- main governing parties accuse each other of seeking to cancel polls over fears of losing to each other,
- IEC says still awaiting govt decision on fate of by-elections.
THE country’s main coalition partners who have been feuding over everything, from the country’s appalling human trafficking record to the crafting of the controversial National Peace and Unity Bill, are at each other’s throats again.
This time the All Basotho Convention (ABC) and the Democratic Congress (DC) are sharply divided over whether or not the country should hold by-elections in five constituencies that are currently without representation.
As confusion surrounds the fate of the by-elections, the two parties are accusing each other of seeking to cancel the polls due to fear of losing ground to each other ahead of next year’s eagerly awaited general elections.
ABC spokesperson ‘Montoeli Masoetsa says his party is willing and ready to go for the polls to ensure that all constituencies are represented in parliament line with the constitution. He says the polls would give the party an ideal platform to test whether the departure of former deputy leader Nqosa Mahao to form his own Basotho Action Party (BAP) has eroded the ABC’s support ahead of next year’s general elections. He says the only challenges to the holding of the polls are lack of funds.
He also accuses the DC of pushing for the cancellation of the by-elections on the grounds that holding them now, when general elections are just over a year away, would be an unnecessary waste of resources.
However, DC spokesperson and Mining Minister, Serialong Qoo, says Mr Masoetsa is “lying through his teeth”.
It is actually the ABC which has pushed for the cancellation of the by-elections in meetings that the political parties have held with the Independent Electoral Commission (IEC), Mr Qoo told the Lesotho Times this week.
If anything, the DC is willing and ready for the by-elections, Mr Qoo added.
By-elections are long overdue in ‘Makhoroana, ‘Maliepetsane, Mohale’s Hoek, Kolo and Qacha’s Nek. The five constituencies have been without representation following the deaths of their legislators between 2019 and 2021.
Three of the deceased legislators, Lefu Hlomelang (‘Makhoroana), Michael Molefe (‘Maliepetsane) and Sentje Lebona (Mohale’s Hoek) were all from ABC.
The late Kolo constituency MP, Putsoane Leeto, was a member of DC. The Qacha’s Nek vacancy arose after the former incumbent, Pontšo Sekatle, stepped down to become Lesotho’s ambassador to Belgium and the European Union in February this year.
Although they are constitutionally due within 90 days of a vacancy, uncertainty surrounds the holding of the by-elections.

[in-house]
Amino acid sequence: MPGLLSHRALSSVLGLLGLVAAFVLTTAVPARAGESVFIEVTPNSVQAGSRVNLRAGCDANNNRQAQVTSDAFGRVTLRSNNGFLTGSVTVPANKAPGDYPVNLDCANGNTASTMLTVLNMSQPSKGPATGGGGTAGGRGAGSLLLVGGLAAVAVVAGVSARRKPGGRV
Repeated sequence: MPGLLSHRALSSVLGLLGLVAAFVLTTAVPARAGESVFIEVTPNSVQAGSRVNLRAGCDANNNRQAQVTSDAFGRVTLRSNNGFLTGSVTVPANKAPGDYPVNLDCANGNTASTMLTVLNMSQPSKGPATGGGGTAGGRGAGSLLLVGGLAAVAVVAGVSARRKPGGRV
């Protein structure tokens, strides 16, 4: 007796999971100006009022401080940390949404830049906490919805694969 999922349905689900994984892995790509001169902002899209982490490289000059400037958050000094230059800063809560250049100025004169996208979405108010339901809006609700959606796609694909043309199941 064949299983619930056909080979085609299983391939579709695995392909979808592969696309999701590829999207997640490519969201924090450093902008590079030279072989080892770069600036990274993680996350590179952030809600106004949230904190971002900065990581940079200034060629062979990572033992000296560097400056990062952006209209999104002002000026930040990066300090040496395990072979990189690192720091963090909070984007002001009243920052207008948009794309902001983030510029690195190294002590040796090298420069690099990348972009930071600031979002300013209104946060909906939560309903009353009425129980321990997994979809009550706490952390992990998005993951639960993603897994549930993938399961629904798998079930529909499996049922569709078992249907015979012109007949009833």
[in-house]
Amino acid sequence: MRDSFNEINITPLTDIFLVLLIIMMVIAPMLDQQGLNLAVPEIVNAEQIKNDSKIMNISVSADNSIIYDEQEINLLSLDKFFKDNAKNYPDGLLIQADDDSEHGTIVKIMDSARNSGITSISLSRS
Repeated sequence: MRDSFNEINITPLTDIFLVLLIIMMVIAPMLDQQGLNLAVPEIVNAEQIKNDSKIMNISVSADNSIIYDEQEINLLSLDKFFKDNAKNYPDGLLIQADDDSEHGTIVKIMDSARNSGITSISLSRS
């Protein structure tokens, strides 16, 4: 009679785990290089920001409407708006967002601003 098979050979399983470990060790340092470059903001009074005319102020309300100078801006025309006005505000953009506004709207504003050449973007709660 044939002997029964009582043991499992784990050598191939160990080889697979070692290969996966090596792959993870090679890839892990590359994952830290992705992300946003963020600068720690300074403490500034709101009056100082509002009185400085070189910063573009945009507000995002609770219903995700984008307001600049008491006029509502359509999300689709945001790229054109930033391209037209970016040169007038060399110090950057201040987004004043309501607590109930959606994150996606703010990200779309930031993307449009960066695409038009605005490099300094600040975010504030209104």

This week, Mr Masoetsa said there was no truth to claims by some ABC officials who told this publication that the party was not keen to go for the by-elections because it feared losing due to the April 2021 split which saw Professor Mahao form the BAP.
Prof Mahao jumped ship, citing an alleged plot to oust him from then party. He accused Prime Minister Moeketsi Majoro, ABC leader Thomas Thabane and secretary general, Lebohang Hlaele, of instigating the plot to oust him. Prof Mahao was followed out of the ABC by Mokhotlong legislator, Tefo Mapesela, who formed the Basotho Patriotic Party (BPP). ABC officials who spoke to this publication on condition of anonymity said these high-profile departures have sparked fears that the party could lose the by-elections if they are held.
However, Mr Masoetsa insisted that his party had nothing to fear.
“We wanted to go for by-elections. We even discussed this in our national executive committee meetings and we all agreed that we should go for by-elections.
“We want to use the by-elections as a measuring stick to gauge whether or not the formation of the BAP has had any effects on our support base. We were going to win other constituencies because we have no challenges at Makhoroana. It was only a matter of how to win Kolo and Qacha’s Nek because they were previously not won by us.
“We want the by-elections but the biggest challenge is whether there is money for that. We talked to Majoro and he confirmed that there is no money,” Mr Masoetsa said.
“It is not us who have denied people the right to vote. It is the Coronavirus and lack of funds.
“They banned political rallies to stop us from holding them. It was (DC leader and Deputy Prime Minister Mathibeli) Mokhothu who made that announcement (banning rallies). How will we campaign when we are no longer allowed to hold rallies,” Mr Masoetsa said, adding the DC was opposed to the polls. He said the DC first raised its objections to the holding of by-elections in a meeting with the IEC in March this year.